07: Electronic Input Devices

What To Do

1a. Use a sensor from the kit to measure a physical quantity with your microcontroller.
1b. Calibrate your sensor.
2. Do the same as (1) with a sensor you fabricated yourself.

What I Did

For this assignment, I wanted to make something that would be actually useful to me later. At first, I wanted to make a piano with the capactive touch sensors. I changed my mind because it required a lot more complex coding than what we have learned so far. So, I decided to make a soil hydration sensor. The idea is that you put this in different plant pots to measure if the pot has too little, an ok, or the perfect amount of water.

The sensor stick as a whole is really straight forward. It has three capactive touch sensor circuits to detect when each are touching water. The water amount can be just a few drops (in the gif below I'm testing it in a vase, so there's inevitably an unrealistic amount of water). It did work really well... the first time.

The biggest problem was that after the first few test runs, the water already saturated inside of the meter, which is no good. The way the sensor actually works is by turning an LED on for each of the three activated capactive touch zones. The way the capacitive touch sensors work is by detecting an increase in electrons. When the sensor is touching any water at all, the corresponding LED turns on. But, the problem was that there was already water inside the actual sensor itself. This meant that it would always be detecting water, even when the sensor wasn't in water.

Water Pouring Gif

Tehcnincally, my design should work forever so long as the meter stick itself is completely dry before putting in any soil. I can easily revise my current design and make a water hydration sensor V2 by addressing all of the problems I encountered during testing.

The first video shows my first attempt at a full sensor test. It worked surprisingly well. As I'm pouring the water in, the green light is constantly flashing because the water is touching the top sensor first.

The LEDs correspond to each capacitive sensor. So, when I first pour in the water, the bottom sensor is being activated, which means the red LED also turns on. Similarly, when the water touches the middle sensor, the yellow LED turns on. And when the water touches the top sensor, the green LED turns on.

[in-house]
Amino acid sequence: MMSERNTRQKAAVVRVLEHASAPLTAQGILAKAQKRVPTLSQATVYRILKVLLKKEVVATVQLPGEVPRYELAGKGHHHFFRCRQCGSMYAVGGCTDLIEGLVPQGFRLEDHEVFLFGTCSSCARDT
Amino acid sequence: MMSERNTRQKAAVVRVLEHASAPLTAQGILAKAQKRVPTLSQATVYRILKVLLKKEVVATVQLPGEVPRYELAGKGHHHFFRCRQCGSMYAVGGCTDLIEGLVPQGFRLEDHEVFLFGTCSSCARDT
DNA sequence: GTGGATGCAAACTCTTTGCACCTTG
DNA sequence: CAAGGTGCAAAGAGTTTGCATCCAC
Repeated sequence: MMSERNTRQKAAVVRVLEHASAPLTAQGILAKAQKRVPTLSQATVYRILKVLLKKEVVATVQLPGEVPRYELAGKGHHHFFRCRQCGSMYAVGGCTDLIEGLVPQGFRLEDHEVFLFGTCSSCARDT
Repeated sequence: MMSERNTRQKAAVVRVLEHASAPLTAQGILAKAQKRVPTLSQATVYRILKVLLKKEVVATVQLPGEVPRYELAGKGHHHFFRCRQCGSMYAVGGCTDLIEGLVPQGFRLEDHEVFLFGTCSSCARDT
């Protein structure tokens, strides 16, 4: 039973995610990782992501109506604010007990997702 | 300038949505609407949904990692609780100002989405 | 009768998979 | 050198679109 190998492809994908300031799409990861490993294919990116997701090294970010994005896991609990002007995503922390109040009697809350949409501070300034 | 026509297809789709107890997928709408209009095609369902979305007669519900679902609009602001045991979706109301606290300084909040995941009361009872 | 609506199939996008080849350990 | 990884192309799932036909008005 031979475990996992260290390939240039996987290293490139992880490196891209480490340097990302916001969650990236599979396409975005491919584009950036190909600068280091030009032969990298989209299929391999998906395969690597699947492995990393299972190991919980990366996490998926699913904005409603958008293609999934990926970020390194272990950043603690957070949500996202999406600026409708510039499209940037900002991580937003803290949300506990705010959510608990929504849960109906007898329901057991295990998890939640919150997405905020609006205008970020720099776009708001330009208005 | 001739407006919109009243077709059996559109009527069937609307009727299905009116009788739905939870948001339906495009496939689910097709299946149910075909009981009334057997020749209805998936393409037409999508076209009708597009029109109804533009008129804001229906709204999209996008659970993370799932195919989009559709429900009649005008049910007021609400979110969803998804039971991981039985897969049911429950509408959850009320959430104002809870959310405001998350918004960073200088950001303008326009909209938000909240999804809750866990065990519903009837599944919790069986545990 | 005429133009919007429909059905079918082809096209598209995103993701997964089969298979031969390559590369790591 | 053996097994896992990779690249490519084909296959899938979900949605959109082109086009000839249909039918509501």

To clarify what the LEDs means, green means good, yellow means okay, and red means not good. So when the soil is saturated with water, the green LED should turn on, indicating that the water has reach all levels of the plant's roots.

The second video shows my real plant pot test. When I first insert the sensor stick into the soil, the red LED is on and the yellow LED was flickering, meaning the water level is pretty low. When I pour in the water, the green and yellow LEDs turn on and stay on, meaning the water has saturated all the way to the top of the soil. Although it was a very short-term test, the functionality of the sensor was able to be tested.

After both of these tests, the sensor stick was basically unusable because of the water that got under the aluminum and stayed there.

Capacitive Touch Sensor Demo

My soil hydration sensor uses this capacitive touch sensor demo that we did in class. In a nutshell, when you touch the copper pad, the sensor increases its output based on whatever range is being used. The way to manipulate the range is by changing what resistor is being used. For example, I used a low level resistor like a 1k Ohm resistor, the sensor sensitivity would be much lower, therefore decreasing the total range. In general, the higher the resistance, the higher the sensor sensitivity.

In my case, I found that the 47k Ohm resistors were the perfect amount of sensitivity and range for my application. All three of the capactive sensors are on circuits with 47k Ohm resistors. When I used a 1 Mega Ohm resistor, the range was way too large and the sensor was way too sensitive. With the 1 Mega Ohm resistor, the range started at 10k and went up to 70k, which for my application, is not helpful.

Basic Cap Sensor

The code for the capacitive touch sensor is pretty straight forward. The code uses a capactive sensor library, made by Paul Stoffregen, to measure the output from the capacitive sensor. When you touch the sensor, the output value increases.

As seen in the serial monitor to the right, the range for the capacitive sensor using a 47k Ohm resistor is about 3,500 starting at 0. This is the perfect range for my sensor because it isn't too high, like in the tens of thousands, but it isn't too low either, like in the hundreds. This way I can get a strong reading of when the sensor is being activated and when it isn't